Thursday, September 17, 2020

Death & dismemberment

Yeah, I know, this isn't breaking any new ground here but I felt like our game has become very, very deadly. I thought perhaps death is becoming boring and I should do something about that. So, this is my attempt to cobble something lite, flexible and easy to use in-game. This is also hobbled together based on lots of other sites such as Robert Fisher, Trollsmyth, Blood and Guts.


When one of the following occur, the player will use the table below to determine the result. If the damage would drop a character lower than 0 hit points, those additional points of damage are added to this roll. Example: Bob takes 7 points of damage while only having 3hp, leaving 4 points extra. Bob's player rolls 2d6 on the table below but adds 4 to the total of the roll to determine the result.

Note that most NPCs, mooks, or low level monsters will NOT use this table.

When to roll:
  • When an attack reduces a character to zero or less hit points
  • When a character suffers additional damage after already being reduced to zero hit points
  • When a character falls more feet than their level times ten, example: Bob is 2nd level and he falls 30 feet, he would take 2d6 damage, then roll on the table below even if he were not reduced to 0hp
Roll 2d6 (add a number equal to any additional damage after the character is reduced to 0hp):

  2-3   no additional effect
   4     stunned (no furthers actions this round)
   5     knocked down & stunned for d6 rounds
   6     bleeding badly, will bleed out in d6 rounds unless treated
   7     broken ribs, d6 weeks to heal
   8     1-5: broken limb bone, 2d6 weeks to heal naturally
          6: eye removed
   9     1-4: crushed limb bone, 3d6 weeks to heal, will not fully heal naturally
          5-6: eye removed
  10    severed limb, will die in 3d6 rounds unless treated
  11    mortal wound, will die in 2d6 rounds unless treated
  12+  instant death

Any roll of 6+ has a 50% of permanent scarring, which can reduce Charisma. Additional side effects may be caused by wounds such as a leg never fully healing and having their movement reduced; a crushed arm may not be able to wield a weapon but could hold a shield. DMs will determine any additional side effects based on the severity of the attack.

As to be expected my players frowned upon, I guess I will just keep killing their PCs instead of giving them a second chance at life....  ;-) 


  1. Based on my experience, maiming is pretty good with the right party. While rare, I tend to do it due to things that clearly would destroy flesh along with a clear failure to escape (i.e., a roll was made). The insta-death situations that were almost avoided or magic/curses.

    We have a character that is now half a man: missing an arm, a leg, and -- after being possessed by a cursed helm, with the party's Magic User tangled around his legs while punching his nuts to give the other party members a bonus to removing the helm -- only one testicle.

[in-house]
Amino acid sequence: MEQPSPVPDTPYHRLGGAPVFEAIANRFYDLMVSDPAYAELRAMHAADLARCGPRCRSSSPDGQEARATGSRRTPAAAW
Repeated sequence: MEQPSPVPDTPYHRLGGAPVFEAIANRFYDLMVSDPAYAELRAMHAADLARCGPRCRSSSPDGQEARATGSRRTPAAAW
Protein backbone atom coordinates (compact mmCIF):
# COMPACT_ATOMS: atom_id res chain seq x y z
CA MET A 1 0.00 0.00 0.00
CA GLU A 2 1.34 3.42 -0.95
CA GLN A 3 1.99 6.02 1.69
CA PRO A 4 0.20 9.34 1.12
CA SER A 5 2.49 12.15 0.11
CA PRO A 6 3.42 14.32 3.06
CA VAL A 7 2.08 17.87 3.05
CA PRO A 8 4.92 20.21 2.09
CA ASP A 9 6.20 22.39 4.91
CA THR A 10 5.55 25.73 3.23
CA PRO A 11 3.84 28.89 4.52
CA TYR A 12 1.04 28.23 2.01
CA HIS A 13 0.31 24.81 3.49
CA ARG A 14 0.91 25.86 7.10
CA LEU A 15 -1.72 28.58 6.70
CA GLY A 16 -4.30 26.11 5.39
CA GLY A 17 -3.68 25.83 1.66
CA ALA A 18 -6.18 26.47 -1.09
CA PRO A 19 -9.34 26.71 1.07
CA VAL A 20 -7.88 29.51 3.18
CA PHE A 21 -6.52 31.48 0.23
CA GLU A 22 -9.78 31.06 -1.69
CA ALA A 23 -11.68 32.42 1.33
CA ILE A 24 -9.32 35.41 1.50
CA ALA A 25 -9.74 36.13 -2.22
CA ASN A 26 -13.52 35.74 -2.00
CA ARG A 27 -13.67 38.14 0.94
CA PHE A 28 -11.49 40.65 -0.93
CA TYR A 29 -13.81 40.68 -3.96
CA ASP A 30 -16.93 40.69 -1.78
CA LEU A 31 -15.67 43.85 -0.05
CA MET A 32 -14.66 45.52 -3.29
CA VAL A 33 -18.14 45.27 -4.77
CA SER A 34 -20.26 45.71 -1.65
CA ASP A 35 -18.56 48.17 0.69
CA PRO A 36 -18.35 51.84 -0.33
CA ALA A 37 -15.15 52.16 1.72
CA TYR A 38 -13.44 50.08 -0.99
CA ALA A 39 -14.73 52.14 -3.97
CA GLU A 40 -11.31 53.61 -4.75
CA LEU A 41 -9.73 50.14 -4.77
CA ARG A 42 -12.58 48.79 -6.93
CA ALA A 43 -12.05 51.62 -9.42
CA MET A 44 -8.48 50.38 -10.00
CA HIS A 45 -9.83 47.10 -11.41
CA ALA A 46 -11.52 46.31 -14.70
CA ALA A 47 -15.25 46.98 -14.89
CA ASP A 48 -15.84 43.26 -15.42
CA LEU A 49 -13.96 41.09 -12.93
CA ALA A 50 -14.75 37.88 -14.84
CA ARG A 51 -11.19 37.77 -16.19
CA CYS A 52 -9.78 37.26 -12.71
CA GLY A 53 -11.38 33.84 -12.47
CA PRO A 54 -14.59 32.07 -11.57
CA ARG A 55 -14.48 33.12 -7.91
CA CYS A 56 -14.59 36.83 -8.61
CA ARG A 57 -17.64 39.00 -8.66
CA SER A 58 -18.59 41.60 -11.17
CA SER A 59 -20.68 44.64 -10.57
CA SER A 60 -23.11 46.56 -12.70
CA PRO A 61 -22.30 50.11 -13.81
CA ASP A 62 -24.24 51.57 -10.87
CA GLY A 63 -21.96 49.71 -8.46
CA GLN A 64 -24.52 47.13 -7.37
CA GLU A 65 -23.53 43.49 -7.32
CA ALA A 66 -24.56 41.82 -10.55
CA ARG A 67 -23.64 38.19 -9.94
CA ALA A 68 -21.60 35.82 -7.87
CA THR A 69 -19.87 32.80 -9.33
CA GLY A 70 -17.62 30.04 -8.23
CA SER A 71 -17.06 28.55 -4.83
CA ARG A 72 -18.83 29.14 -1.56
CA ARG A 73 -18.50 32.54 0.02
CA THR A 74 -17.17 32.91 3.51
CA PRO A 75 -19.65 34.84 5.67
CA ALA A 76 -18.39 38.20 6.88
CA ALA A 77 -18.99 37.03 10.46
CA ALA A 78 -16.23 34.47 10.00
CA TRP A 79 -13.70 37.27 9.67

It is one of the more fun characters in the party, despite having a peg leg that cuts movement/encumbrance down one level and obvious issues with weapons and certain actions. Also, one of the longer lived, which adds to the excitement of how long he can keep going.

    I've had other PCs in similar situations due to various curses and wounds. Sometimes it is playing around the limitation that is fun, sometimes it is enjoying the quest to find some kind of magic that can restore the missing body part.

    My ruling is that at zero HP down to "negative your positive CON mod" you are dying -- bleeding out or otherwise mortally wounded unless there is prompt medical attention in the next round by an adventurer. It is assumed that all PCs in a fantasy setting can do basic staunching of a wound or other "preserve life" actions. Until they are 1 HP or higher, a PC can't move or be moved in any significant way; I allow carrying them to an adjacent room to rest and recover for a day (8 hours) and limp out. It thus turns into a "defend against the dungeon until he can be moved" game.

    1. That is an awesome story! I was thinking the same thing while I was writing this. I thought that it would add character and uniqueness to the characters and end up being a great story. "Remember that time Dargon lost an arm fighting that ogre! ha!"

      OMG I love the "defend against the dungeon until he can be moved" idea! Fantastic! I wonder though, a few of my players will say "Eh, let him bleed out, treasure awaits! Let's go!" and leave the poor guy behind.

  2. I love it. Your players just don't appreciate the finer things in life. This sort of thing is EXACTLY what I plan to implement in my cyberpunk game. Gotta give them an opportunity to pony up the cash for that cyberware.